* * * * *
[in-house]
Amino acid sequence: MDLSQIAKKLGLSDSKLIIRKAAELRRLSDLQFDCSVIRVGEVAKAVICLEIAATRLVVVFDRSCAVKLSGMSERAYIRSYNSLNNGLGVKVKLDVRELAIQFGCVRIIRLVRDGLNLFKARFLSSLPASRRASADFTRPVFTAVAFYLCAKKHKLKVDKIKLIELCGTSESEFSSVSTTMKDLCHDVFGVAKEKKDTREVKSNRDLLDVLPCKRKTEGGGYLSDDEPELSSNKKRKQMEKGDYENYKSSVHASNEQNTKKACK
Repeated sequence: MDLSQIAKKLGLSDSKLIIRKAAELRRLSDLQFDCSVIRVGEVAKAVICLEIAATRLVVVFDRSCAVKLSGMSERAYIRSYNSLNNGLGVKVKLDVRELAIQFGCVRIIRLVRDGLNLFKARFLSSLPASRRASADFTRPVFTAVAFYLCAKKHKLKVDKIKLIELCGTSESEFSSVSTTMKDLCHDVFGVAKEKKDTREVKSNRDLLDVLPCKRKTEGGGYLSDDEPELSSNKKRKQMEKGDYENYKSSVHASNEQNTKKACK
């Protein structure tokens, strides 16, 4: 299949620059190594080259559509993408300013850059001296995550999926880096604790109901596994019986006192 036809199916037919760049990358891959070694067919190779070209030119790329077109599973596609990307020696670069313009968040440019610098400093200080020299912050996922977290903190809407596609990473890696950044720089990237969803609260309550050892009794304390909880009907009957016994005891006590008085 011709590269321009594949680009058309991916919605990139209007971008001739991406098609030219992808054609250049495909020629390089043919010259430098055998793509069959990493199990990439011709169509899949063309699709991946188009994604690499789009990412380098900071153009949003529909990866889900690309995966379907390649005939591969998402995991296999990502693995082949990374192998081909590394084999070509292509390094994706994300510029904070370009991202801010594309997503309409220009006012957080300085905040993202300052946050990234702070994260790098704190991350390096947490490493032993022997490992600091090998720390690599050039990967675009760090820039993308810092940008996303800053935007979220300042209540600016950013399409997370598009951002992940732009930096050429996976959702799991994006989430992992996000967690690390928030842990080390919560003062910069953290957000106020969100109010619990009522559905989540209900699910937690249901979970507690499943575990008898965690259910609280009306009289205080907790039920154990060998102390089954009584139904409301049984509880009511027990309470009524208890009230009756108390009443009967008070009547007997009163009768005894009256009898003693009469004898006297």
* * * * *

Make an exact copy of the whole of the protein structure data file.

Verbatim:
[in-house]
Amino acid sequence: MDLSQIAKKLGLSDSKLIIRKAAELRRLSDLQFDCSVIRVGEVAKAVICLEIAATRLVVVFDRSCAVKLSGMSERAYIRSYNSLNNGLGVKVKLDVRELAIQFGCVRIIRLVRDGLNLFKARFLSSLPASRRASADFTRPVFTAVAFYLCAKKHKLKVDKIKLIELCGTSESEFSSVSTTMKDLCHDVFGVAKEKKDTREVKSNRDLLDVLPCKRKTEGGGYLSDDEPELSSNKKRKQMEKGDYENYKSSVHASNEQNTKKACK
Repeated sequence: MDLSQIAKKLGLSDSKLIIRKAAELRRLSDLQFDCSVIRVGEVAKAVICLEIAATRLVVVFDRSCAVKLSGMSERAYIRSYNSLNNGLGVKVKLDVRELAIQFGCVRIIRLVRDGLNLFKARFLSSLPASRRASADFTRPVFTAVAFYLCAKKHKLKVDKIKLIELCGTSESEFSSVSTTMKDLCHDVFGVAKEKKDTREVKSNRDLLDVLPCKRKTEGGGYLSDDEPELSSNKKRKQMEKGDYENYKSSVHASNEQNTKKACK
């Protein structure tokens, strides 16, 4: 299949620059190594080259559509993408300013850059001296995550999926880096604790109901596994019986006192 036809199916037919760049990358891959070694067919190779070209030119790329077109599973596609990307020696670069313009968040440019610098400093200080020299912050996922977290903190809407596609990473890696950044720089990237969803609260309550050892009794304390909880009907009957016994005891006590008085 011709590269321009594949680009058309991916919605990139209007971008001739991406098609030219992808054609250049495909020629390089043919010259430098055998793509069959990493199990990439011709169509899949063309699709991946188009994604690499789009990412380098900071153009949003529909990866889900690309995966379907390649005939591969998402995991296999990502693995082949990374192998081909590394084999070509292509390094994706994300510029904070370009991202801010594309997503309409220009006012957080300085905040993202300052946050990234702070994260790098704190991350390096947490490493032993022997490992600091090998720390690599050039990967675009760090820039993308810092940008996303800053935007979220300042209540600016950013399409997370598009951002992940732009930096050429996976959702799991994006989430992992996000967690690390928030842990080390919560003062910069953290957000106020969100109010619990009522559905989540209900699910937690249901979970507690499943575990008898965690259910609280009306009289205080907790039920154990060998102390089954009584139904409301049984509880009511027990309470009524208890009230009756108390009443009967008070009547007997009163009768005894009256009898003693009469004898006297």